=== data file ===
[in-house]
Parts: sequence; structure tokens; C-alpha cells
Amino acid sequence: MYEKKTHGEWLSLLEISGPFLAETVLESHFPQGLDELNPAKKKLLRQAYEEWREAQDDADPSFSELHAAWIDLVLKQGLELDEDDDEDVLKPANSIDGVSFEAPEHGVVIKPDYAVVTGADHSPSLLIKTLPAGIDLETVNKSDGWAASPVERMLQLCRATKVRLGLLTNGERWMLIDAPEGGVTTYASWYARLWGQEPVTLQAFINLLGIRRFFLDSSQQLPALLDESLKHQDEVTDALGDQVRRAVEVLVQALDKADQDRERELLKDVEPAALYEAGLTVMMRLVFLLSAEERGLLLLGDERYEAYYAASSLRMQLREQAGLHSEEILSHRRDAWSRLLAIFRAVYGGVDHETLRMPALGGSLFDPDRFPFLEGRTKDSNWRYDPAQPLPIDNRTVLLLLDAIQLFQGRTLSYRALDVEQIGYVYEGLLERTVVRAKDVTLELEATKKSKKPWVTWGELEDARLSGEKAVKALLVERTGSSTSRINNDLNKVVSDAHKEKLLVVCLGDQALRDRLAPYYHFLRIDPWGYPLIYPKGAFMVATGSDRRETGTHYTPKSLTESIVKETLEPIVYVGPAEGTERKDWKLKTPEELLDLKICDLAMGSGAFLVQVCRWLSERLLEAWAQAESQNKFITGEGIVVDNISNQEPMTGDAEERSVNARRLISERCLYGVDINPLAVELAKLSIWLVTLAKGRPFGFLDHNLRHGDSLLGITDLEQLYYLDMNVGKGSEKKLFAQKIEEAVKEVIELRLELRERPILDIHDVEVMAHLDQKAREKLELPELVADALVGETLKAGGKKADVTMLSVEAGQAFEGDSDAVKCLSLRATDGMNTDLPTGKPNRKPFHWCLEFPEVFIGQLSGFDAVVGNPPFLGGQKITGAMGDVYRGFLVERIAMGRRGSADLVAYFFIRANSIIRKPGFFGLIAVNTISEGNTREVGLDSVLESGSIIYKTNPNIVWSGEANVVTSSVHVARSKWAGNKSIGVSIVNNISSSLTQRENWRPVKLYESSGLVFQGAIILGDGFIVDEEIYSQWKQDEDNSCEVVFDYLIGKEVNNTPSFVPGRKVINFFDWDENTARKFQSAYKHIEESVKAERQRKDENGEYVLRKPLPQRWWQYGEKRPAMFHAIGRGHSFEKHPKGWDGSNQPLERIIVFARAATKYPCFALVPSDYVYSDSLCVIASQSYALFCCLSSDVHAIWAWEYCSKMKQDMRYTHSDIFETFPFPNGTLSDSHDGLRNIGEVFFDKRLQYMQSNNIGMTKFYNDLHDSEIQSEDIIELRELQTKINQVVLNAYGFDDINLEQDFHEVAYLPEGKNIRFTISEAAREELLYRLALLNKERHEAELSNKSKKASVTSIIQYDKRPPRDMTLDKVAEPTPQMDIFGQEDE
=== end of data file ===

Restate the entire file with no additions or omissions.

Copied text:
[in-house]
Parts: sequence; structure tokens; C-alpha cells
Amino acid sequence: MYEKKTHGEWLSLLEISGPFLAETVLESHFPQGLDELNPAKKKLLRQAYEEWREAQDDADPSFSELHAAWIDLVLKQGLELDEDDDEDVLKPANSIDGVSFEAPEHGVVIKPDYAVVTGADHSPSLLIKTLPAGIDLETVNKSDGWAASPVERMLQLCRATKVRLGLLTNGERWMLIDAPEGGVTTYASWYARLWGQEPVTLQAFINLLGIRRFFLDSSQQLPALLDESLKHQDEVTDALGDQVRRAVEVLVQALDKADQDRERELLKDVEPAALYEAGLTVMMRLVFLLSAEERGLLLLGDERYEAYYAASSLRMQLREQAGLHSEEILSHRRDAWSRLLAIFRAVYGGVDHETLRMPALGGSLFDPDRFPFLEGRTKDSNWRYDPAQPLPIDNRTVLLLLDAIQLFQGRTLSYRALDVEQIGYVYEGLLERTVVRAKDVTLELEATKKSKKPWVTWGELEDARLSGEKAVKALLVERTGSSTSRINNDLNKVVSDAHKEKLLVVCLGDQALRDRLAPYYHFLRIDPWGYPLIYPKGAFMVATGSDRRETGTHYTPKSLTESIVKETLEPIVYVGPAEGTERKDWKLKTPEELLDLKICDLAMGSGAFLVQVCRWLSERLLEAWAQAESQNKFITGEGIVVDNISNQEPMTGDAEERSVNARRLISERCLYGVDINPLAVELAKLSIWLVTLAKGRPFGFLDHNLRHGDSLLGITDLEQLYYLDMNVGKGSEKKLFAQKIEEAVKEVIELRLELRERPILDIHDVEVMAHLDQKAREKLELPELVADALVGETLKAGGKKADVTMLSVEAGQAFEGDSDAVKCLSLRATDGMNTDLPTGKPNRKPFHWCLEFPEVFIGQLSGFDAVVGNPPFLGGQKITGAMGDVYRGFLVERIAMGRRGSADLVAYFFIRANSIIRKPGFFGLIAVNTISEGNTREVGLDSVLESGSIIYKTNPNIVWSGEANVVTSSVHVARSKWAGNKSIGVSIVNNISSSLTQRENWRPVKLYESSGLVFQGAIILGDGFIVDEEIYSQWKQDEDNSCEVVFDYLIGKEVNNTPSFVPGRKVINFFDWDENTARKFQSAYKHIEESVKAERQRKDENGEYVLRKPLPQRWWQYGEKRPAMFHAIGRGHSFEKHPKGWDGSNQPLERIIVFARAATKYPCFALVPSDYVYSDSLCVIASQSYALFCCLSSDVHAIWAWEYCSKMKQDMRYTHSDIFETFPFPNGTLSDSHDGLRNIGEVFFDKRLQYMQSNNIGMTKFYNDLHDSEIQSEDIIELRELQTKINQVVLNAYGFDDINLEQDFHEVAYLPEGKNIRFTISEAAREELLYRLALLNKERHEAELSNKSKKASVTSIIQYDKRPPRDMTLDKVAEPTPQMDIFGQEDE